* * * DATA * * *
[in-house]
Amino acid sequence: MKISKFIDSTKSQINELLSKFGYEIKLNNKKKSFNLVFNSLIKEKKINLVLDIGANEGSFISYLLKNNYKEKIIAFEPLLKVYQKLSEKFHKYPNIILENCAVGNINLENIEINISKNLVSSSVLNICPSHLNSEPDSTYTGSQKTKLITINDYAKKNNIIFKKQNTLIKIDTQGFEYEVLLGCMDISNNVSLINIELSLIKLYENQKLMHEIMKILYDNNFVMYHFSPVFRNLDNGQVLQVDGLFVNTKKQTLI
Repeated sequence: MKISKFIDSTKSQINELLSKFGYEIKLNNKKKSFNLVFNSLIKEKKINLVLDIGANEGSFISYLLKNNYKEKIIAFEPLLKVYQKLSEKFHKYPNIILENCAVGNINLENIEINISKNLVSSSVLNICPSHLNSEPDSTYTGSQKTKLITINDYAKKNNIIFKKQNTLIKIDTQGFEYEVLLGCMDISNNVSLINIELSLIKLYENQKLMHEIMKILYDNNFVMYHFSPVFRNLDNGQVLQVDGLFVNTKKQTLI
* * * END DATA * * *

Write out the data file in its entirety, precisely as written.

[in-house]
Amino acid sequence: MKISKFIDSTKSQINELLSKFGYEIKLNNKKKSFNLVFNSLIKEKKINLVLDIGANEGSFISYLLKNNYKEKIIAFEPLLKVYQKLSEKFHKYPNIILENCAVGNINLENIEINISKNLVSSSVLNICPSHLNSEPDSTYTGSQKTKLITINDYAKKNNIIFKKQNTLIKIDTQGFEYEVLLGCMDISNNVSLINIELSLIKLYENQKLMHEIMKILYDNNFVMYHFSPVFRNLDNGQVLQVDGLFVNTKKQTLI
Repeated sequence: MKISKFIDSTKSQINELLSKFGYEIKLNNKKKSFNLVFNSLIKEKKINLVLDIGANEGSFISYLLKNNYKEKIIAFEPLLKVYQKLSEKFHKYPNIILENCAVGNINLENIEINISKNLVSSSVLNICPSHLNSEPDSTYTGSQKTKLITINDYAKKNNIIFKKQNTLIKIDTQGFEYEVLLGCMDISNNVSLINIELSLIKLYENQKLMHEIMKILYDNNFVMYHFSPVFRNLDNGQVLQVDGLFVNTKKQTLI